The A’s essentially have one very good hitter, two okay hitters (one of whom is chronically hurt and can’t run), a guy who should be a good hitter but isn’t right now, and a whole lot of crap. They’re averaging 4.45 runs/game, which just isn’t anything close to enough runs for a team that was called the best in baseball before the season.
However, everyone didn’t love the A’s because of their hitters. They loved them because of their starting rotation. Zito, Harden, Haren, Blanton, and Loaiza was hailed as the best rotation in baseball, and they had depth in guys like Saarloos, Halsey, and Kennedy, in case of injuries.
Zito and Haren have lived up to expectations, and both are among the best pitchers in the AL. Rich Harden has been limited to 35 innings, and with his injury history, has essentially become the A’s version of Doyle. Blanton has pitched the same as he did last year, but his luck ran out, and now his poor peripherals have made his ERA line up with the mediocre stuff that he has. And Esteban Loaiza started the year pitching hurt and has been a disaster.
The depth hasn’t been effective either. Kirk Saarloos is posting a 4.57 ERA despite a 6.35 FIP, and he’s walking well more than he’s striking out. Halsey has been slightly better, but still a replacement level starter. And Joe Kennedy has thrown 12 innings due to shoulder problems of his own.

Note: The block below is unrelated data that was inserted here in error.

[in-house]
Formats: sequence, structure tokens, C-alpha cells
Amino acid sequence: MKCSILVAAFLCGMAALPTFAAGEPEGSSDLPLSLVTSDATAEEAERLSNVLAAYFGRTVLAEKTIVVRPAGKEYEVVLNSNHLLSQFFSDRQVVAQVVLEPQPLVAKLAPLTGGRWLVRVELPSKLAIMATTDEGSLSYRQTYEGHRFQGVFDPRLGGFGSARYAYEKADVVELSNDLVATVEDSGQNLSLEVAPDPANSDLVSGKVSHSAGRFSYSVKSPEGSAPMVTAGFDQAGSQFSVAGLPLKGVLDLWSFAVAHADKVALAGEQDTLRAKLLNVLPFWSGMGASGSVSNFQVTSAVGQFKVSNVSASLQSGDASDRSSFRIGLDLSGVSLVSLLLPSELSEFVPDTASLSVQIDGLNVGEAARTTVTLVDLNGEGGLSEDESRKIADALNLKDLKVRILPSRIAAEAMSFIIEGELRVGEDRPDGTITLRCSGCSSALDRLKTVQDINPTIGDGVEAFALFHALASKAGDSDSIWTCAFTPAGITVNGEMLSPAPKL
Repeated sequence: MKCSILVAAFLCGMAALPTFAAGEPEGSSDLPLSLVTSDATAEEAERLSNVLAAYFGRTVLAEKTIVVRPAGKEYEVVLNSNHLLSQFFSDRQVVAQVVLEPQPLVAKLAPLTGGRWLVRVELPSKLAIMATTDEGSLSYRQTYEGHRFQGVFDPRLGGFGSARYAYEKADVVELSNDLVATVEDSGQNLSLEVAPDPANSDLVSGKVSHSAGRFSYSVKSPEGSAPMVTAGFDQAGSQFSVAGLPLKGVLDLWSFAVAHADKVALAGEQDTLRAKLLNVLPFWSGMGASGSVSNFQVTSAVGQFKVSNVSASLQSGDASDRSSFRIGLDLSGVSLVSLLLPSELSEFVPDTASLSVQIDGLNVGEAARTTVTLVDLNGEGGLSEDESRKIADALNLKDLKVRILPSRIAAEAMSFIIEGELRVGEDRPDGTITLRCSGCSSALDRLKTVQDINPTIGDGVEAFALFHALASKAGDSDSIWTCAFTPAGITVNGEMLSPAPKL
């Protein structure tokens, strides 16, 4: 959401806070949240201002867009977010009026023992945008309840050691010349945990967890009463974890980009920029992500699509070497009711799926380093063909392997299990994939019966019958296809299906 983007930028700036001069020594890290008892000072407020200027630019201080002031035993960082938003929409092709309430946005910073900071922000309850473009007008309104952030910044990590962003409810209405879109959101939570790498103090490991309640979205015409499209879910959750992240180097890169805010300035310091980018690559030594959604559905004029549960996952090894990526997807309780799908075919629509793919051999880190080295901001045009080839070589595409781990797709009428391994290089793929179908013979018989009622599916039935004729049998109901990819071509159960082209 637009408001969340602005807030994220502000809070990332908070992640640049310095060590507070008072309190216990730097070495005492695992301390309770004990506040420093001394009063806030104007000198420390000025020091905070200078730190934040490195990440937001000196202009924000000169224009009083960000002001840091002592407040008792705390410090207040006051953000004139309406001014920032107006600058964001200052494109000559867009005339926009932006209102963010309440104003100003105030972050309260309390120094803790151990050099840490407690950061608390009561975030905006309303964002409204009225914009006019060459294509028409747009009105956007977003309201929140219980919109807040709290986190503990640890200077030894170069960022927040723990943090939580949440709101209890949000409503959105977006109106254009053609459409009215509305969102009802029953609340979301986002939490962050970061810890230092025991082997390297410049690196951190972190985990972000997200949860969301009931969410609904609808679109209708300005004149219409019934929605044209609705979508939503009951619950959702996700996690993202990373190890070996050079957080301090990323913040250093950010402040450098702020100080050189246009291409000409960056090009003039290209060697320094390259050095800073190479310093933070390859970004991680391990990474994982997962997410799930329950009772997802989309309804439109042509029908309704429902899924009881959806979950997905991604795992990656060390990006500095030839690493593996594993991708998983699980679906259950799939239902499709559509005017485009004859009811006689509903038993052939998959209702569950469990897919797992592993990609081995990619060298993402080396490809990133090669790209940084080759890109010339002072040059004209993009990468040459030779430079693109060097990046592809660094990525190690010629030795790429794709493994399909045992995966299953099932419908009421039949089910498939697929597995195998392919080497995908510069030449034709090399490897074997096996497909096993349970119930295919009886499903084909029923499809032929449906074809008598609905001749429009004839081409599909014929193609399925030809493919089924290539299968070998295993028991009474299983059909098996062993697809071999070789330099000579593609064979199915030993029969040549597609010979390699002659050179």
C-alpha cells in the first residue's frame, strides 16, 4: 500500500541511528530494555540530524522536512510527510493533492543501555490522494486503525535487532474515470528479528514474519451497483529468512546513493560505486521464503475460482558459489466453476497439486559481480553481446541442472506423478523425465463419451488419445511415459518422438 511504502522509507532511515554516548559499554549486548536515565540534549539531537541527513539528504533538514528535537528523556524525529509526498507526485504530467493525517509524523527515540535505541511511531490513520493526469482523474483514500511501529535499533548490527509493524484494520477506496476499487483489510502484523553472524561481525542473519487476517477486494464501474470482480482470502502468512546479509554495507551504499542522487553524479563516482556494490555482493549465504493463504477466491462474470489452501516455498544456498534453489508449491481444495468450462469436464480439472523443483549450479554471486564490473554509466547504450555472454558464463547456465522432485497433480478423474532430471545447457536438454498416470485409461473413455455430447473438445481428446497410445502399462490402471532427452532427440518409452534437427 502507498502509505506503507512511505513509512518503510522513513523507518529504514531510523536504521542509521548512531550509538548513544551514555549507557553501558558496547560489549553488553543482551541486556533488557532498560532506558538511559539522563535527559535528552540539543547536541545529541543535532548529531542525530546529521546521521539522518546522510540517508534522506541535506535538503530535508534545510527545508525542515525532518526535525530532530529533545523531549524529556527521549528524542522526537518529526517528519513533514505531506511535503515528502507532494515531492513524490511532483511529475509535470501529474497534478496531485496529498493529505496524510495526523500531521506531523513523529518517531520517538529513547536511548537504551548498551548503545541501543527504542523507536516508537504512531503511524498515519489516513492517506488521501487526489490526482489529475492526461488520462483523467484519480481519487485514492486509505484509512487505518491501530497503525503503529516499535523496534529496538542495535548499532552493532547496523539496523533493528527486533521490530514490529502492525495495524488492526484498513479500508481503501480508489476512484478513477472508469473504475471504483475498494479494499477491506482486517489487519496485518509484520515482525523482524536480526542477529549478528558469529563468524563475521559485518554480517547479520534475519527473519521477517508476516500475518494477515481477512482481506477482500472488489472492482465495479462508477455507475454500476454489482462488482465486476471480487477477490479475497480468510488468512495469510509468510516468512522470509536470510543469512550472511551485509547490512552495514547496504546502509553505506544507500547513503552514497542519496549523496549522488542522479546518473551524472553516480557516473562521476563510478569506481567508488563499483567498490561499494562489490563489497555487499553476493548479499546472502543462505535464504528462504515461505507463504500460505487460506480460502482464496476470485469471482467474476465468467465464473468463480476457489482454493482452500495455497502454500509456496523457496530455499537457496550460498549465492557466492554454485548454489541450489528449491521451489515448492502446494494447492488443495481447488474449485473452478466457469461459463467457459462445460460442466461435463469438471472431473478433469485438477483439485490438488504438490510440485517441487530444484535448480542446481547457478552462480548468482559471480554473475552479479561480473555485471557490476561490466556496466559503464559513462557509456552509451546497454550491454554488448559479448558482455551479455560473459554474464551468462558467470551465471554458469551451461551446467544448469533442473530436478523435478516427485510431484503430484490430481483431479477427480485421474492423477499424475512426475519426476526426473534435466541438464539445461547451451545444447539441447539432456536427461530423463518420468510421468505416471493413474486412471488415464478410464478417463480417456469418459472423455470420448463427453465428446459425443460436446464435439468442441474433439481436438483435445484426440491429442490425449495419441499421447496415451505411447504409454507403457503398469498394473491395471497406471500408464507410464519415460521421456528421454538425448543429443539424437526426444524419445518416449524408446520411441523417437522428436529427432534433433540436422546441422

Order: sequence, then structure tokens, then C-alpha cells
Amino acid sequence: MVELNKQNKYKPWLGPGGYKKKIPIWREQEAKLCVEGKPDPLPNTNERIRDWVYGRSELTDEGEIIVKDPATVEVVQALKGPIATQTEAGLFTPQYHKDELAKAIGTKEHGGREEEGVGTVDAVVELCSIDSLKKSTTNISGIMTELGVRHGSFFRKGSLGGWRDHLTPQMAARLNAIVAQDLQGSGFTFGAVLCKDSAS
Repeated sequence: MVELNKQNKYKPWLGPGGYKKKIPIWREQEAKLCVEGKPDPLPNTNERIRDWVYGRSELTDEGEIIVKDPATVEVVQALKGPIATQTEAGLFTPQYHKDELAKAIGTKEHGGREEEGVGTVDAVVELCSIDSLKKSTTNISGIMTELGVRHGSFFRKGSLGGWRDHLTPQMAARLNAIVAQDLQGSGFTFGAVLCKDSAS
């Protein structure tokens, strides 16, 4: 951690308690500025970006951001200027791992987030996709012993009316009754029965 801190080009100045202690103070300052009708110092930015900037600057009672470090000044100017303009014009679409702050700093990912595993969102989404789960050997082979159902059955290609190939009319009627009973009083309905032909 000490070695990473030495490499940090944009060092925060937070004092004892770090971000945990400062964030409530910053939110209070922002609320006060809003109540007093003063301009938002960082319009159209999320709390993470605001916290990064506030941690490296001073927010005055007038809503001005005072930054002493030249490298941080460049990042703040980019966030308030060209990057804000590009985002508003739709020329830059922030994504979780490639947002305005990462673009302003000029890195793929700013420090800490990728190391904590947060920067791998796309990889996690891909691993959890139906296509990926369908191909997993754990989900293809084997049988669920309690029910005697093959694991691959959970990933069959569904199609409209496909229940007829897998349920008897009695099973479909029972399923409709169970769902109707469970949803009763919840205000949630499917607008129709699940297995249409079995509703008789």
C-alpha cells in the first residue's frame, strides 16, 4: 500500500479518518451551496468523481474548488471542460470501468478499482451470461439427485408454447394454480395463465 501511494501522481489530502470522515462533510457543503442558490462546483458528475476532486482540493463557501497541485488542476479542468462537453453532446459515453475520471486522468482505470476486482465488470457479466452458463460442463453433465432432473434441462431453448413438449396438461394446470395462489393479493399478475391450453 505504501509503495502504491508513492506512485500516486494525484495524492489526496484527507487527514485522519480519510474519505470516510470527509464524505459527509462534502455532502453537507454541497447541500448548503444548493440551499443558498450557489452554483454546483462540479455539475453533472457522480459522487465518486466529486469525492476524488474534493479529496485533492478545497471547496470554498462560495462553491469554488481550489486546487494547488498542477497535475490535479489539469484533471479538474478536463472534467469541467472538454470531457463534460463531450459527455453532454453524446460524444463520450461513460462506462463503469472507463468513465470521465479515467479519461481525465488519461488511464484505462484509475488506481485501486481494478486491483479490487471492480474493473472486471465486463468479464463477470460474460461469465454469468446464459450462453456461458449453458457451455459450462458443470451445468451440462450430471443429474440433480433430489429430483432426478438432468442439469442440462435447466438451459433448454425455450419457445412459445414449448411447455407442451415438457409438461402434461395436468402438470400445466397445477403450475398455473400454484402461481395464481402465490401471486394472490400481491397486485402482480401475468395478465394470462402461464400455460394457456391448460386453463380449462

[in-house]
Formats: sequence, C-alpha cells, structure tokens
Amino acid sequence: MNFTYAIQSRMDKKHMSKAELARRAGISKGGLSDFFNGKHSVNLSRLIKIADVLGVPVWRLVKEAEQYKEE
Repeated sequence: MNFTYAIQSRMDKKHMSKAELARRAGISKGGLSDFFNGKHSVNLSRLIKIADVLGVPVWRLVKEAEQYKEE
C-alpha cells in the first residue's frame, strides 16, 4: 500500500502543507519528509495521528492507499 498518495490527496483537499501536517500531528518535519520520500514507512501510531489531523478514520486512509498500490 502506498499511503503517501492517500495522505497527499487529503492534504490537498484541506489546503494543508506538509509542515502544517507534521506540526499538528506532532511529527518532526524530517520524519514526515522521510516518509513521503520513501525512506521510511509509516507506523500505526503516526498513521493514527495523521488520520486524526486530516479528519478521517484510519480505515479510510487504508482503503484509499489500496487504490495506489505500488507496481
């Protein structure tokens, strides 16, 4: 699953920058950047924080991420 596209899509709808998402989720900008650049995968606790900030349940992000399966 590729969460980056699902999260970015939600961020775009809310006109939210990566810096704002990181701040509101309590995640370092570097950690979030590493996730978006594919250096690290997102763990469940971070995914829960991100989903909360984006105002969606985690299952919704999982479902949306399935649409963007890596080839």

So, the A’s have basically had two good starting pitchers, one innings eater who isn’t awful but isn’t very good, and a rotation crop of awfulness. The vaunted bullpen has also been significantly worse, as Huston Street’s giving up longballs at an average rate instead of his ridiculous rate of last year and has already blown 6 saves.
Put it together, and you have a team that can’t score and can only sorta pitch. Thus, you have a team that is in first place despite scoring three more runs than they’ve allowed.
The A’s, for all their vaunted second half runs of the past, built those great teams on great players. Looking at this roster, there just aren’t enough great players for the A’s to put together another stretch of .700 baseball like they have the past few years. Their team’s chances essentially depend on Rich Harden and Bobby Crosby returning to full health and playing up to expectations, because without those two performing at all-star levels, this team just isn’t very good.